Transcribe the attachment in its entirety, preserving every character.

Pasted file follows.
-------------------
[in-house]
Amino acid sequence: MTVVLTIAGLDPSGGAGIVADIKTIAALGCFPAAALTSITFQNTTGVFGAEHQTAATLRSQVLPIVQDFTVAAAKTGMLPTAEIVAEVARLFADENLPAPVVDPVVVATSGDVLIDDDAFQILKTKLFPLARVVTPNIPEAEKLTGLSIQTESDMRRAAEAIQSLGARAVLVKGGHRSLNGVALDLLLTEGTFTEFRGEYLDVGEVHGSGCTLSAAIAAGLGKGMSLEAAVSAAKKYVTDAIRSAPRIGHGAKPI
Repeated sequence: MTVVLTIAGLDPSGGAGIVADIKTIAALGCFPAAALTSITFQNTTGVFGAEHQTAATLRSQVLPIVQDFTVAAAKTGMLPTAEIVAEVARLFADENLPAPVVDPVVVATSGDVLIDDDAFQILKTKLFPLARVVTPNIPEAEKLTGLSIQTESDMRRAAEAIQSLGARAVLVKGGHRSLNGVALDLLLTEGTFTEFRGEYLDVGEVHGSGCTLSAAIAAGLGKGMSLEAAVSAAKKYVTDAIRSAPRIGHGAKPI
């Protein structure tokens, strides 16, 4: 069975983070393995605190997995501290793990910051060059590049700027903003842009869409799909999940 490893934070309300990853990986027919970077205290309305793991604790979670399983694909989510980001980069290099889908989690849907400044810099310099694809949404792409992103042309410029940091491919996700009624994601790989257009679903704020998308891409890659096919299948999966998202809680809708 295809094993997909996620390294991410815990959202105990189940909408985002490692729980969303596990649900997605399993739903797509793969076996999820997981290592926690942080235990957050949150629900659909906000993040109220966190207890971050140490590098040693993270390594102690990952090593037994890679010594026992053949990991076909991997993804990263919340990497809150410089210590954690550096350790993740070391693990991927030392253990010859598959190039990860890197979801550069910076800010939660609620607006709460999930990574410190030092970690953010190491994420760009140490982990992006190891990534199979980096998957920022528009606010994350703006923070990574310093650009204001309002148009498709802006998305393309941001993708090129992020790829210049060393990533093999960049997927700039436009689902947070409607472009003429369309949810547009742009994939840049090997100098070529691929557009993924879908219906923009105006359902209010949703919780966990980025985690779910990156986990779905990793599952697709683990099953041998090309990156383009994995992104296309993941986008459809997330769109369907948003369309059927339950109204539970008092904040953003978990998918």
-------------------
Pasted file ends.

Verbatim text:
[in-house]
Amino acid sequence: MTVVLTIAGLDPSGGAGIVADIKTIAALGCFPAAALTSITFQNTTGVFGAEHQTAATLRSQVLPIVQDFTVAAAKTGMLPTAEIVAEVARLFADENLPAPVVDPVVVATSGDVLIDDDAFQILKTKLFPLARVVTPNIPEAEKLTGLSIQTESDMRRAAEAIQSLGARAVLVKGGHRSLNGVALDLLLTEGTFTEFRGEYLDVGEVHGSGCTLSAAIAAGLGKGMSLEAAVSAAKKYVTDAIRSAPRIGHGAKPI
Repeated sequence: MTVVLTIAGLDPSGGAGIVADIKTIAALGCFPAAALTSITFQNTTGVFGAEHQTAATLRSQVLPIVQDFTVAAAKTGMLPTAEIVAEVARLFADENLPAPVVDPVVVATSGDVLIDDDAFQILKTKLFPLARVVTPNIPEAEKLTGLSIQTESDMRRAAEAIQSLGARAVLVKGGHRSLNGVALDLLLTEGTFTEFRGEYLDVGEVHGSGCTLSAAIAAGLGKGMSLEAAVSAAKKYVTDAIRSAPRIGHGAKPI
């Protein structure tokens, strides 16, 4: 069975983070393995605190997995501290793990910051060059590049700027903003842009869409799909999940 490893934070309300990853990986027919970077205290309305793991604790979670399983694909989510980001980069290099889908989690849907400044810099310099694809949404792409992103042309410029940091491919996700009624994601790989257009679903704020998308891409890659096919299948999966998202809680809708 295809094993997909996620390294991410815990959202105990189940909408985002490692729980969303596990649900997605399993739903797509793969076996999820997981290592926690942080235990957050949150629900659909906000993040109220966190207890971050140490590098040693993270390594102690990952090593037994890679010594026992053949990991076909991997993804990263919340990497809150410089210590954690550096350790993740070391693990991927030392253990010859598959190039990860890197979801550069910076800010939660609620607006709460999930990574410190030092970690953010190491994420760009140490982990992006190891990534199979980096998957920022528009606010994350703006923070990574310093650009204001309002148009498709802006998305393309941001993708090129992020790829210049060393990533093999960049997927700039436009689902947070409607472009003429369309949810547009742009994939840049090997100098070529691929557009993924879908219906923009105006359902209010949703919780966990980025985690779910990156986990779905990793599952697709683990099953041998090309990156383009994995992104296309993941986008459809997330769109369907948003369309059927339950109204539970008092904040953003978990998918």